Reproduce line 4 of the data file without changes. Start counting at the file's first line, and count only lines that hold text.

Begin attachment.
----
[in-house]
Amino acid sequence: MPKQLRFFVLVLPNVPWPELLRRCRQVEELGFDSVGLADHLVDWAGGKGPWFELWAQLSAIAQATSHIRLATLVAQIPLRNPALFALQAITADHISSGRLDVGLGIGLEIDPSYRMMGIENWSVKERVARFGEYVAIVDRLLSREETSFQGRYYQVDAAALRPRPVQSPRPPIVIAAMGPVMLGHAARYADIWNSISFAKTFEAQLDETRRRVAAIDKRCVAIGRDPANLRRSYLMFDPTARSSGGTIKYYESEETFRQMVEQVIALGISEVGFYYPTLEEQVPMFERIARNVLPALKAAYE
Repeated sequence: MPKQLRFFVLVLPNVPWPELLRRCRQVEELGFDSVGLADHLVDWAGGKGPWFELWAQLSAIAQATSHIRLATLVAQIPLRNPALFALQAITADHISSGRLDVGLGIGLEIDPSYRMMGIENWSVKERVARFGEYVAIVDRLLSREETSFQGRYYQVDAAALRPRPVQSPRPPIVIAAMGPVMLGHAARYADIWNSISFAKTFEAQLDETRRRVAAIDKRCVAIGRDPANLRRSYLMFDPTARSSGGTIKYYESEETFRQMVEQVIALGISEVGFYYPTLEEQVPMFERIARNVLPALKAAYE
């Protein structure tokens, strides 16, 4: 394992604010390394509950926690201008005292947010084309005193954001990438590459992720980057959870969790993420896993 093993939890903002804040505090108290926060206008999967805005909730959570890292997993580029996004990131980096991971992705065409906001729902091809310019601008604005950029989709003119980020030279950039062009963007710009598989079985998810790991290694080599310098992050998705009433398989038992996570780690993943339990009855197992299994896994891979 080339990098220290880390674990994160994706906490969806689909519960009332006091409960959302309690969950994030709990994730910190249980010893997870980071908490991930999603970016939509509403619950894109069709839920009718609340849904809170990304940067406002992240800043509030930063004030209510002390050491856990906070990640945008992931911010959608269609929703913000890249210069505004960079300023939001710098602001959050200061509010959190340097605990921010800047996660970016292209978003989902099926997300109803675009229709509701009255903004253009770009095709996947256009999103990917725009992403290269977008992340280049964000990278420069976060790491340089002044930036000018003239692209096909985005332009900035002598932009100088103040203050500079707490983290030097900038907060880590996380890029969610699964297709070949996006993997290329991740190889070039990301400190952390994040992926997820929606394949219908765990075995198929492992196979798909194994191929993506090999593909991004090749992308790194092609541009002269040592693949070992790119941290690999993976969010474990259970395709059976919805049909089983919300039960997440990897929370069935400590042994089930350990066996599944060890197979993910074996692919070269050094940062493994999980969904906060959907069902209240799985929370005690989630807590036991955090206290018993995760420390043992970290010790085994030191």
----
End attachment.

């Protein structure tokens, strides 16, 4: 394992604010390394509950926690201008005292947010084309005193954001990438590459992720980057959870969790993420896993 093993939890903002804040505090108290926060206008999967805005909730959570890292997993580029996004990131980096991971992705065409906001729902091809310019601008604005950029989709003119980020030279950039062009963007710009598989079985998810790991290694080599310098992050998705009433398989038992996570780690993943339990009855197992299994896994891979 080339990098220290880390674990994160994706906490969806689909519960009332006091409960959302309690969950994030709990994730910190249980010893997870980071908490991930999603970016939509509403619950894109069709839920009718609340849904809170990304940067406002992240800043509030930063004030209510002390050491856990906070990640945008992931911010959608269609929703913000890249210069505004960079300023939001710098602001959050200061509010959190340097605990921010800047996660970016292209978003989902099926997300109803675009229709509701009255903004253009770009095709996947256009999103990917725009992403290269977008992340280049964000990278420069976060790491340089002044930036000018003239692209096909985005332009900035002598932009100088103040203050500079707490983290030097900038907060880590996380890029969610699964297709070949996006993997290329991740190889070039990301400190952390994040992926997820929606394949219908765990075995198929492992196979798909194994191929993506090999593909991004090749992308790194092609541009002269040592693949070992790119941290690999993976969010474990259970395709059976919805049909089983919300039960997440990897929370069935400590042994089930350990066996599944060890197979993910074996692919070269050094940062493994999980969904906060959907069902209240799985929370005690989630807590036991955090206290018993995760420390043992970290010790085994030191």